Sherrod v. Pink Hat Cafe, 250 F. Supp. 516 (N.D. Miss. 1965)
December 20, 1965
The PINK HAT CAFE, Davis Jones, Mrs. Merlin Jones, and Vance Jones, Defendants.
United States District Court N. D. Mississippi, Greenville Division.
*517 R. Jess Brown, Alvin J. Bronstein, Jackson, Miss., for plaintiff.
W. Scott Thompson, Hollandale, Miss., Philip Mansour, Greenville, Miss., for defendant.
CLAYTON, District Judge.
P. D. Sherrod and other Negroes sued Davis Jones, Mrs. Merlin Jones and Vance Jones jointly, alleging a violation of the Civil Rights Act of 1964 in that according to the complaint the above named defendants were owners of the Pink Hat Cafe located in Hollandale, Mississippi, and had refused service to the plaintiffs. All parties are residents of Mississippi. A hearing was had on plaintiffs' motion for a preliminary injunction and the court found the Pink Hat Cafe to be owned by Mrs. Merlin Jones alone and also found it to be a place of public accommodation within the meaning of the Civil Rights Act of 1964 and that plaintiffs had been refused service there. A temporary injunction was issued against Mrs. Jones, her agents, servants and employees and all acting in concert with her, to prevent any further refusal of service to plaintiffs and members of the class they represent.
The plaintiff P. D. Sherrod alone asserts a second cause of action against all defendants, alleging in substance that these defendants conspired to deprive plaintiff of his equal civil rights in the use of the facilities of said cafe and that in furtherance of said conspiracy and in keeping with the custom and practice in that area, defendant Vance Jones committed an assault and battery on Sherrod with an automobile. By this individual cause of action, Sherrod seeks money damages.
The defendants Mrs. Merlin Jones and Davis Jones filed a motion to dismiss this second cause of action, alleging lack of jurisdiction of the subject matter; lack of jurisdiction over the persons; failure to state a claim upon which relief can be granted and that the necessary jurisdictional amount in reality is lacking. This motion was submitted to the court on briefs of the parties and is now for disposition.
Defendants place their principal reliance on two cases, Rogers v. Provident Hospital, etc., 241 F. Supp. 633 (D.C.Ill. 1965) and Fullerton v. Monongahela Connecting Railroad Company et al., 242 F. Supp. 622 (D.C.Pa.1965), in furtherance of their position that the various civil rights statutes relied on by plaintiff Sherrod do not confer jurisdiction on this court and do not permit a suit such as this to be maintained here. But, defendants' reliance on these cases is misplaced. In Rogers the claim was that plaintiff suffered injuries as a result of being refused medical treatment at a Chicago hospital. He sought to recover *518 damages against the hospital in a federal court under the Fourteenth Amendment and under 42 U.S.C. §§ 1983 and 1985. The court dismissed the complaint against the hospital, holding that no cause of action was stated. Referring particularly to section 1983 it noted that nowhere had plaintiff alleged that the hospital employees were acting under color of law, "or that they acted pursuant to some custom or usage in this community . . .." 241 F. Supp. at 638. Such allegations are made in the complaint in the case here.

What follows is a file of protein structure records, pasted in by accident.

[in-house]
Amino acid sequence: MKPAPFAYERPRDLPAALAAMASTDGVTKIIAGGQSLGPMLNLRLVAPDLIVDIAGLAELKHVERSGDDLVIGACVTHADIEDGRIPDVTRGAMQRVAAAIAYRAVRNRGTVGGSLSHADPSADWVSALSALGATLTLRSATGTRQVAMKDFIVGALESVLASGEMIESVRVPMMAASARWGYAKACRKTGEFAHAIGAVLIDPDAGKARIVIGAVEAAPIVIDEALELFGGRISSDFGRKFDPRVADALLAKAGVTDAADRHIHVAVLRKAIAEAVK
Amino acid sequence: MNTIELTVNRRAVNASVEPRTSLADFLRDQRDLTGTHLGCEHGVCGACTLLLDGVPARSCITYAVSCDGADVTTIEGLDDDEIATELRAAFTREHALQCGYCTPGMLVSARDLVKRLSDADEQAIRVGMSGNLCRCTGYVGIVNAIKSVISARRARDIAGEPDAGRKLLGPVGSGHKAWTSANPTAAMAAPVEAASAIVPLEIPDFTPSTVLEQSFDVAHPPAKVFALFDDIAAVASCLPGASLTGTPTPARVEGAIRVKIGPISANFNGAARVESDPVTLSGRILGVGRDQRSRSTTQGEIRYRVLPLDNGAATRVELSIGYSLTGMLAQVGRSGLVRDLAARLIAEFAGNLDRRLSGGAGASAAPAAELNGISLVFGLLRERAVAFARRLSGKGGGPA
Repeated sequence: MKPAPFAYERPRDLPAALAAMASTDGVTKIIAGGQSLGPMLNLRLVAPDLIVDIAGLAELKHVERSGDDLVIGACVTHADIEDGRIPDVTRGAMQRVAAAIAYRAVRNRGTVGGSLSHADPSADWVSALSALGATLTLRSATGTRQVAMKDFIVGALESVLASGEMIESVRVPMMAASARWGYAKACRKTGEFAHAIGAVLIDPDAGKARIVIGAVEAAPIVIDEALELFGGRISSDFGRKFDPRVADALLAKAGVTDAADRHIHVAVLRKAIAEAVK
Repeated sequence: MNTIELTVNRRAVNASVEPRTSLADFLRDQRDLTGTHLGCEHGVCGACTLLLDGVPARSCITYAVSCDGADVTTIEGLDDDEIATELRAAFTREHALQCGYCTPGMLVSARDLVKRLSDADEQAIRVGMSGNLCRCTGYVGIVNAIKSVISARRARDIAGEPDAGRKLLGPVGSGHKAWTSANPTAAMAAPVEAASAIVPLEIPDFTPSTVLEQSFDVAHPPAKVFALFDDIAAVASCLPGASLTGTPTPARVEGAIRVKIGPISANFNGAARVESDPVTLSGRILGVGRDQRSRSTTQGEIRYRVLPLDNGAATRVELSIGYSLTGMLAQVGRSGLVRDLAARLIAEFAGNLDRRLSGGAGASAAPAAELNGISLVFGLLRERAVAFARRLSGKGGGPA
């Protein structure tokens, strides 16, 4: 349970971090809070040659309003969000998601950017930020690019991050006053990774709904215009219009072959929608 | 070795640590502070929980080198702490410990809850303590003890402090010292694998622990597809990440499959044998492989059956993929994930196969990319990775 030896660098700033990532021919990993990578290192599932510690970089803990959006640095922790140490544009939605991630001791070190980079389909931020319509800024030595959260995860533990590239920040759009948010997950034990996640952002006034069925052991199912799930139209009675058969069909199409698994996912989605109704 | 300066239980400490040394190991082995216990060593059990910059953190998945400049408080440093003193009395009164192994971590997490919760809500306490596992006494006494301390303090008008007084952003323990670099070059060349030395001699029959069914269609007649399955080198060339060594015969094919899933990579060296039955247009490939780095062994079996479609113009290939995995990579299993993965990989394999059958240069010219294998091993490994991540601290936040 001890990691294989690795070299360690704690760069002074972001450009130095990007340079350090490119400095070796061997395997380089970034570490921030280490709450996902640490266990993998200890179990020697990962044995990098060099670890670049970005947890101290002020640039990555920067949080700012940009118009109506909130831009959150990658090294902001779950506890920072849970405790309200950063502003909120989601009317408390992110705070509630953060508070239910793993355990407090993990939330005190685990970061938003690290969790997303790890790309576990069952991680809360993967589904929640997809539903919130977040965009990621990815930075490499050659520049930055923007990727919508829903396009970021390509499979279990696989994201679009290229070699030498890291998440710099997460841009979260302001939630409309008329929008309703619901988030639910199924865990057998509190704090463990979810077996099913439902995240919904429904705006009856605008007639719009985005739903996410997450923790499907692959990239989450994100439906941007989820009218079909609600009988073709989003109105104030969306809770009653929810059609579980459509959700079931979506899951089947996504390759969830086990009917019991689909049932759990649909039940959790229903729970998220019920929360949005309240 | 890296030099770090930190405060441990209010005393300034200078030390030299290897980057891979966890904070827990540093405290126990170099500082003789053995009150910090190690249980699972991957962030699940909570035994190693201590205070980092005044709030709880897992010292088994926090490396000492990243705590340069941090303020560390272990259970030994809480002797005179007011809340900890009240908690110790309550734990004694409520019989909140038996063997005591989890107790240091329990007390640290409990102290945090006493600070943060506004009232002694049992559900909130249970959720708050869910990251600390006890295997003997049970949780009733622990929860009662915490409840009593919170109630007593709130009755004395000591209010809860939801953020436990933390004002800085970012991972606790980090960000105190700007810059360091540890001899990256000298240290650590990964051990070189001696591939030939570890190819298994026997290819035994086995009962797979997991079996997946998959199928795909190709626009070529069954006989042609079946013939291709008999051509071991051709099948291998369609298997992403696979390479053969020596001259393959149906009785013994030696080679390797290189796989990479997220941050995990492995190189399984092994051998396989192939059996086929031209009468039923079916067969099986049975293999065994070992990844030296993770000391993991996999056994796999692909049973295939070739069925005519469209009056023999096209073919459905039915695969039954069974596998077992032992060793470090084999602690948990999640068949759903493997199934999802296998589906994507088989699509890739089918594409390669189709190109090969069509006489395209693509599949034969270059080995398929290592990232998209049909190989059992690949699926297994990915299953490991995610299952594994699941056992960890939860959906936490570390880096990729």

The court in Rogers also specifically noted that there was no allegation that the plaintiff was refused medical treatment on racial grounds, or for any discriminatory purpose. It also took note of the fact that the hospital was not a public accommodation within Title II of the Civil Rights Act of 1964. The court refused to apply the doctrine of pendent jurisdiction on the basis that plaintiff's claims under federal law were totally without merit.
In the present case, however, there is an allegation that the acts complained of were done pursuant to custom, practice and usage in this area of racial discrimination against Negroes and this court, as aforementioned, has found the Pink Hat Cafe to be a place of public accommodation and has issued its temporary injunction to allow all the plaintiffs in this case and the members of the class they represent to use its facilities on a non-discriminatory basis.
Fullerton is a case entirely different from the case at bar. It was an action for damages alone against a carrier and others based upon an alleged attempt by defendants to prevent plaintiff from recovering against the carrier in a Federal Employers' Liability Act case. One of the bases for recovery set forth by plaintiff was 42 U.S.C. § 1983. The court in dismissing this contention correctly observed that section 1983 required color of law, custom or usage and that there was no suggestion of this in the allegations of the complaint. Pendent jurisdiction was also rejected on the ground that the federal claim was entirely unsubstantial. But, as has been pointed out, there is a substantial federal claim in the present case.